Hospitality sector vacancies have fallen sharply since the introduction of the UK’s 10pm curfew, new analysis by global job site Indeed reveals.
Indeed’s data shows that new job postings in the hospitality and tourism sector have dropped 61% since the end of August and are down 9% since the curfew came into effect on September 24.
A similar analysis exposes that hiring in the food preparation and service sector has fallen by a quarter (26%) since the end of August, with an 11% decline since the curfew.
Indeed also identifies that the two sectors have endured several reversals of fortune in 2020. The number of vacancies plunged harder and faster than those in other industries at the start of lockdown, before recovering strongly after pubs were allowed to reopen at the start of July.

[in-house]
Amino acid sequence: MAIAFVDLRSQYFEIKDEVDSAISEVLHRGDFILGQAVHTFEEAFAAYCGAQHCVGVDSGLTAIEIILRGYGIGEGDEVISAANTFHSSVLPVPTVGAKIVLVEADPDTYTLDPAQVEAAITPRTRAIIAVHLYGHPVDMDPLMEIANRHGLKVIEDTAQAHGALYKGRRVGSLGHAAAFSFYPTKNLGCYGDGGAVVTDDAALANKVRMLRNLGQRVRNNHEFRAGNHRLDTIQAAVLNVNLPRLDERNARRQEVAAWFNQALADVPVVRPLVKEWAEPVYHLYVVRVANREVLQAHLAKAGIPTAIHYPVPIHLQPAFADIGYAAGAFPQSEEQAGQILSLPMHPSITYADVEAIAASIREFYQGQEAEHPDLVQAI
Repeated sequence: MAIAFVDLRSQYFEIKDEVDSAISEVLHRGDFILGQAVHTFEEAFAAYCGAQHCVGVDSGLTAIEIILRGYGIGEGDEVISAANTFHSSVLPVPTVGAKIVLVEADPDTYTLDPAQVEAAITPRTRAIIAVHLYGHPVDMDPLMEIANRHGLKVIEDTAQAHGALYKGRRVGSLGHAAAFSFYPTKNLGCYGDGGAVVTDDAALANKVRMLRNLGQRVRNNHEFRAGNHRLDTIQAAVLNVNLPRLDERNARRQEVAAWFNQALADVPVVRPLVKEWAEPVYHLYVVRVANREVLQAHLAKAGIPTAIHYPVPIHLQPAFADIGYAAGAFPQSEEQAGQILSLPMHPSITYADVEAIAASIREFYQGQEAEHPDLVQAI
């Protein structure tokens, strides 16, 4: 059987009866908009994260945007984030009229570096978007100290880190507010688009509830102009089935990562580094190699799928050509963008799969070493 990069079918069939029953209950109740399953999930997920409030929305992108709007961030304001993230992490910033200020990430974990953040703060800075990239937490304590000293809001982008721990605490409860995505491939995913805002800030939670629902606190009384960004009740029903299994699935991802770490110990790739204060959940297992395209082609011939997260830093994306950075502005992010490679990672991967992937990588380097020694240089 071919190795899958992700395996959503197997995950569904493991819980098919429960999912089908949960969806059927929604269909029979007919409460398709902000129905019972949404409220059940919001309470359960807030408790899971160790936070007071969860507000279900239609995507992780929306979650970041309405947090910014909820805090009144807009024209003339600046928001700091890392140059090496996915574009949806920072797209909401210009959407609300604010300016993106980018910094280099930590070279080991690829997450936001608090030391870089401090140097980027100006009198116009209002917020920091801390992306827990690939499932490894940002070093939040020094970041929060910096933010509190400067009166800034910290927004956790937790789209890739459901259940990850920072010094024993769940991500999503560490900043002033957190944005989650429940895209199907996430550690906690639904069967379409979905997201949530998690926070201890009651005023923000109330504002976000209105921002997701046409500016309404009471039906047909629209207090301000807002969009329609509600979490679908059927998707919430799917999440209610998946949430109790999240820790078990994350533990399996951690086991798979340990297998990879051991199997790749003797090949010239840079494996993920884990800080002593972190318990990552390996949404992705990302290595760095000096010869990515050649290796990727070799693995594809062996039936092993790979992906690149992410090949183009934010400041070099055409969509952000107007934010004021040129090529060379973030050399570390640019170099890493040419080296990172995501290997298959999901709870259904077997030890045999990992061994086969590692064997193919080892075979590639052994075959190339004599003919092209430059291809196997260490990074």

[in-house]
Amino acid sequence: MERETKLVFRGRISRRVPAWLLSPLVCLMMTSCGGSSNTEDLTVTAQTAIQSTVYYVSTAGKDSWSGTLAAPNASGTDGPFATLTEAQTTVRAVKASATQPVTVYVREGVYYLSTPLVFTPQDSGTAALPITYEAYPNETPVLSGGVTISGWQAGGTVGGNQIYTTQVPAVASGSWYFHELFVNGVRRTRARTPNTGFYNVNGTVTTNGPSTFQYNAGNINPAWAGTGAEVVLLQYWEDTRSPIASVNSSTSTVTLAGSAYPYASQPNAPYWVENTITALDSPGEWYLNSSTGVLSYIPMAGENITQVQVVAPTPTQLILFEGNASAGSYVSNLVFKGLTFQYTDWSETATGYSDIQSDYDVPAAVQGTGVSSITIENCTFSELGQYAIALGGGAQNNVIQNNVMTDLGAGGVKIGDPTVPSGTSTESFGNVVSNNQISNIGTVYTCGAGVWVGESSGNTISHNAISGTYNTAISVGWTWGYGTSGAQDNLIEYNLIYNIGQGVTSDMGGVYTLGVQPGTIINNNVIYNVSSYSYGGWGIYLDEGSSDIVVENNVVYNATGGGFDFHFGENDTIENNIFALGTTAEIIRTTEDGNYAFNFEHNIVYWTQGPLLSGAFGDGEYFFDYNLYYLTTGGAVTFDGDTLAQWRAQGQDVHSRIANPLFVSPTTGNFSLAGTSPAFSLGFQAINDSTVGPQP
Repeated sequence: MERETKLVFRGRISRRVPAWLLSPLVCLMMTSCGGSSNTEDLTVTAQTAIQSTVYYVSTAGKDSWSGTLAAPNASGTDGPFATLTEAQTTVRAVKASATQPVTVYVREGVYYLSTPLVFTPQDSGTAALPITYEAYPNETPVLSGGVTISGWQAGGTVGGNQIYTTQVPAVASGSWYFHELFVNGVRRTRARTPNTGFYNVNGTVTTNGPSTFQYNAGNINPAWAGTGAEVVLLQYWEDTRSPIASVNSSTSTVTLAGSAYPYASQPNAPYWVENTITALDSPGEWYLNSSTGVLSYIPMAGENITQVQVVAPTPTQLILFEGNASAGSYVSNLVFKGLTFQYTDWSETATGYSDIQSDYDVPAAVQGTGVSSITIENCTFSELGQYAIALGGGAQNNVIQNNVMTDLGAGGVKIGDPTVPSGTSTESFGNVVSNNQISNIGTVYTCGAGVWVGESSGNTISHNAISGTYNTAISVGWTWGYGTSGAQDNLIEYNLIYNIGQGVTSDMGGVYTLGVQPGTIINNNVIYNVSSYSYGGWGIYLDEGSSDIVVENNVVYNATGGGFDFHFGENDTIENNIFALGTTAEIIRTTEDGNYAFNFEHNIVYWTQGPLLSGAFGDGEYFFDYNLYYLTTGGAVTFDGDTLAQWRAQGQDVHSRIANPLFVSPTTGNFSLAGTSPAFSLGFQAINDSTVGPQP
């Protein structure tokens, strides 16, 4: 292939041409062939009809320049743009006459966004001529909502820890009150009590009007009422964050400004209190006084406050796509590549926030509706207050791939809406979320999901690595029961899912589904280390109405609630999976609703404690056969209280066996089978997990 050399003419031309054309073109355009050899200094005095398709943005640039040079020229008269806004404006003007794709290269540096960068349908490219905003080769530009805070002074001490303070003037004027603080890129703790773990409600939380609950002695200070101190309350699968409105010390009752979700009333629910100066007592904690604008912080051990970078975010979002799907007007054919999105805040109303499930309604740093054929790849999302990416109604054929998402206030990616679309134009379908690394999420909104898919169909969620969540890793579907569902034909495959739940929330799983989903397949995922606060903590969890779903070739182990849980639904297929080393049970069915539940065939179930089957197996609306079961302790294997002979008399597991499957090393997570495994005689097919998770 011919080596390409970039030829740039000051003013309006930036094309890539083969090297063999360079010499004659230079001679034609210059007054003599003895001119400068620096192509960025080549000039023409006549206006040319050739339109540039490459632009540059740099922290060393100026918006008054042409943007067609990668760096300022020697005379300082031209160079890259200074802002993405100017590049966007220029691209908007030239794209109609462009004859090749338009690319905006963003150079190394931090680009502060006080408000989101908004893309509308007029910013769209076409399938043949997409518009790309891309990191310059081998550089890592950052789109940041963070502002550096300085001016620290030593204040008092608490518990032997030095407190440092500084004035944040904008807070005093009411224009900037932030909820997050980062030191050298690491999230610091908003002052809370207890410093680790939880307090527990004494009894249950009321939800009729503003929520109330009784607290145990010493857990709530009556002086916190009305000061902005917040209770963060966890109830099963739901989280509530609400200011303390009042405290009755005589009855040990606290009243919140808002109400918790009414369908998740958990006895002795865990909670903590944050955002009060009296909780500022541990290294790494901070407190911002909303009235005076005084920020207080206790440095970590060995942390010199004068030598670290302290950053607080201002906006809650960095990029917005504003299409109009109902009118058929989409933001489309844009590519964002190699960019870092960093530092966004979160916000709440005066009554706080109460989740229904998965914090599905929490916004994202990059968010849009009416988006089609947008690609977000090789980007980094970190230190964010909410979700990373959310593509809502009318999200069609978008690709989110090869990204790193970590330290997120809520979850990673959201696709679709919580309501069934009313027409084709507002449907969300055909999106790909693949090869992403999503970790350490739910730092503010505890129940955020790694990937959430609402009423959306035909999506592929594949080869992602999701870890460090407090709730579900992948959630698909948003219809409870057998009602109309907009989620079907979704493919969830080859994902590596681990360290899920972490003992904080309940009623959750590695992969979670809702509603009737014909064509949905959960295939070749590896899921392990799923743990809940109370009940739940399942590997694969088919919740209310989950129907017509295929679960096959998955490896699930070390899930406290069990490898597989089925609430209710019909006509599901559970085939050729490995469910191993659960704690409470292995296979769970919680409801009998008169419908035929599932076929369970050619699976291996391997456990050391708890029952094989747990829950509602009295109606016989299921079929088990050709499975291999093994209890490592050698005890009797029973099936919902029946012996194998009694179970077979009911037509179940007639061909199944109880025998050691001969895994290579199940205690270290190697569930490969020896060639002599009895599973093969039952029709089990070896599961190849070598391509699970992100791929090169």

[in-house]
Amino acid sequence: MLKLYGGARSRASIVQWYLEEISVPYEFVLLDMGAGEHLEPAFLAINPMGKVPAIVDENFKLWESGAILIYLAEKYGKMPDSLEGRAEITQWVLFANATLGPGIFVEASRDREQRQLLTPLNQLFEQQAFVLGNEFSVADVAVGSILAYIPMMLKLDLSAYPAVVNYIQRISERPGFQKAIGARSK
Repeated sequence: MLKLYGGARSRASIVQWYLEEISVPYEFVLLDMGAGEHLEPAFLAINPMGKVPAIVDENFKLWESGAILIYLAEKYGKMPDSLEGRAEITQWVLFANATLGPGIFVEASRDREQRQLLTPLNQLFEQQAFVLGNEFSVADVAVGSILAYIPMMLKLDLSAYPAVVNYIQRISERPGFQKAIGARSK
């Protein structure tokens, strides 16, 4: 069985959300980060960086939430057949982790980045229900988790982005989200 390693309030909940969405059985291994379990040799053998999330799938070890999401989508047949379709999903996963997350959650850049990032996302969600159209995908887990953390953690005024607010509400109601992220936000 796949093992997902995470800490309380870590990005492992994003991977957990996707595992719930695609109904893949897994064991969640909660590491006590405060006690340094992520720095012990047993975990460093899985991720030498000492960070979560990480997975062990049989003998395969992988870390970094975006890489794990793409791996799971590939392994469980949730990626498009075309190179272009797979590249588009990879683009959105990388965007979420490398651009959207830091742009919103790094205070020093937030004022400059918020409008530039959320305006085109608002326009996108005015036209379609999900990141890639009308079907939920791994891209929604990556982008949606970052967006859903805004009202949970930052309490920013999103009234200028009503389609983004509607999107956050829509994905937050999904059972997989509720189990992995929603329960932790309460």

Hiring accelerated during August as the Government’s ‘Eat Out to Help Out’ scheme set tills ringing in pubs and restaurants. In fact, between July’s ‘Super Saturday’, when venues were allowed to reopen, and the end of August, the number of new vacancies in hospitality and tourism jumped by 159%, while the increase in food preparation and service was 122%.
Jack Kennedy, UK economist at Indeed, said: “This summer’s encouraging signs of recovery in the food, drink and hospitality sectors slipped into reverse after the Government’s ‘Eat Out to Help Out’ scheme finished at the end of August.
“Since the imposition of a nationwide 10pm curfew a fortnight ago, the number of new vacancies has tipped into freefall.
“The industry is now braced for even more pain, with Scotland ordering the temporary closure of some pubs and banning the serving of alcohol indoors at those that can remain open.
“At their lowest point during lockdown, new job postings in these sectors were down 95% compared to their 2019 level.
“Progress has been made since then, but the gradual ratcheting up of restrictions – even though they still fall short of a second lockdown – has curtailed employers’ hiring intentions.
“Hiring levels continue to improve across the wider economy, but for Britain’s hardest-hit sectors it feels like a case of one step forward and two steps back.”